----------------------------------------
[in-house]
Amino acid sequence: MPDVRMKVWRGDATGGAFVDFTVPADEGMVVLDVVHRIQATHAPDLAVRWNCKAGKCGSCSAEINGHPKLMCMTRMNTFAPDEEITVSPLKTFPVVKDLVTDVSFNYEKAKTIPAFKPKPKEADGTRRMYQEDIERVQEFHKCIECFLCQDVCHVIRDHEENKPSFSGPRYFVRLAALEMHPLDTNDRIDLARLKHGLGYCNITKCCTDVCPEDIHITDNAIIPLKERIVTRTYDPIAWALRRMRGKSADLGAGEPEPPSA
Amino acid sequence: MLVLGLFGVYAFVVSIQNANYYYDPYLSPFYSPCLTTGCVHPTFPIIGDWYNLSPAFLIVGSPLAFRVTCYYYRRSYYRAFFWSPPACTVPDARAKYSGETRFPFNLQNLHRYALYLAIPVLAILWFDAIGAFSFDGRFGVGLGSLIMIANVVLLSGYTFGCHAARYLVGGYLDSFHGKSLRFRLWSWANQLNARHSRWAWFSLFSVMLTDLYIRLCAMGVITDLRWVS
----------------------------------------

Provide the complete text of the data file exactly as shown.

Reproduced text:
[in-house]
Amino acid sequence: MPDVRMKVWRGDATGGAFVDFTVPADEGMVVLDVVHRIQATHAPDLAVRWNCKAGKCGSCSAEINGHPKLMCMTRMNTFAPDEEITVSPLKTFPVVKDLVTDVSFNYEKAKTIPAFKPKPKEADGTRRMYQEDIERVQEFHKCIECFLCQDVCHVIRDHEENKPSFSGPRYFVRLAALEMHPLDTNDRIDLARLKHGLGYCNITKCCTDVCPEDIHITDNAIIPLKERIVTRTYDPIAWALRRMRGKSADLGAGEPEPPSA
Amino acid sequence: MLVLGLFGVYAFVVSIQNANYYYDPYLSPFYSPCLTTGCVHPTFPIIGDWYNLSPAFLIVGSPLAFRVTCYYYRRSYYRAFFWSPPACTVPDARAKYSGETRFPFNLQNLHRYALYLAIPVLAILWFDAIGAFSFDGRFGVGLGSLIMIANVVLLSGYTFGCHAARYLVGGYLDSFHGKSLRFRLWSWANQLNARHSRWAWFSLFSVMLTDLYIRLCAMGVITDLRWVS